When you’re not sure what else to do, change your name. The Royal Post did it in the name of re-branding. Now the BSU CRI (Warning: SFW stock images) has changed their name to Optivation. An attempt at a clever portmanteau of optimizing and innovation. Of course, optivation could be a portmanteau for optical derivation. Or optimum deviation. Or …

When an institute re-brands themselves into something as comical as Optiviathon, it just begs to be goofed with. Ask Joyce. It becomes a teaching moment. Optovation. Innovatimizing. Optimizers-R-Us. I Haz Innovation. LOLOptimizers.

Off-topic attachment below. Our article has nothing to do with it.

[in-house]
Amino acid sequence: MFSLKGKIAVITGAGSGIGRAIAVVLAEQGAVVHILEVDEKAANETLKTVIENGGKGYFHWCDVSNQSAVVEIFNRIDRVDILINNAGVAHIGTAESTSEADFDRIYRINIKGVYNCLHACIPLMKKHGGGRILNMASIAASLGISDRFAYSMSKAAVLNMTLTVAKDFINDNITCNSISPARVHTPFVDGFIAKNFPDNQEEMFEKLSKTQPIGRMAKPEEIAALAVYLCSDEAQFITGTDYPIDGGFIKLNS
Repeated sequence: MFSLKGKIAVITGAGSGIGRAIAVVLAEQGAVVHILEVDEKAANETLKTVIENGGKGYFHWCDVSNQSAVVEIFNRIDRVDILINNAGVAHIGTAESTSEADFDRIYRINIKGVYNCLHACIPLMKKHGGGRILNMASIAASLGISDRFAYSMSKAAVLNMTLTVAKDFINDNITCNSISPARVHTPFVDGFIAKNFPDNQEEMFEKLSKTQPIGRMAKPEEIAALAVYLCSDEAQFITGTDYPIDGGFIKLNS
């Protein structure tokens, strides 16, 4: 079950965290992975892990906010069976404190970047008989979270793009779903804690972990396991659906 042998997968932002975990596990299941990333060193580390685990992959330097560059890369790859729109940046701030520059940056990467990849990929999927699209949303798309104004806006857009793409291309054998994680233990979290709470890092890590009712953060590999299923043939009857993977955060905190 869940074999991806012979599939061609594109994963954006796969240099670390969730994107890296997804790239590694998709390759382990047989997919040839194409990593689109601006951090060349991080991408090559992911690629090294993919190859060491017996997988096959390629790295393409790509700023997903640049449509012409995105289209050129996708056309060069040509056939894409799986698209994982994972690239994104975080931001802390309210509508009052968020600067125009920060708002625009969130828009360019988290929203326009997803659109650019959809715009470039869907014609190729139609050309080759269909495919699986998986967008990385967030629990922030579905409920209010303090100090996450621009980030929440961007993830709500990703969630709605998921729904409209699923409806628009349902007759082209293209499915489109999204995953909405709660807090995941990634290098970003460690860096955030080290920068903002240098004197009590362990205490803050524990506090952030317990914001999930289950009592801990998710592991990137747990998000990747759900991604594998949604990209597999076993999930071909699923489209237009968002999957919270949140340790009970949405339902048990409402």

From the Pioneer on Friday:

According to Optivation’s executive director Anthony Schaffhauser, the center renamed itself for three reasons.

First, the old name was too long.

“It was so long it became an acronym that had no meaning,” Schaffhauser said of the center’s old nickname, “the CRI.”

Second, Schaffhauser said, the center needed a name that would reflect the merger between BSU and NTC.

“We really wanted to make sure our brand name represents both entities working jointly in the area of customized training and continuing education,” Schaffhauser said. “Customers should get all their technical training needs with one call.”

Third, he added, the new brand name is supposed to give customers a clear idea of what they are getting.

“We didn’t really have a clear brand previously,” Schaffhauser said. “The center evolved into something other than its original vision, which was prototyping development operations. Today it focuses on workforce and professional development consulting.”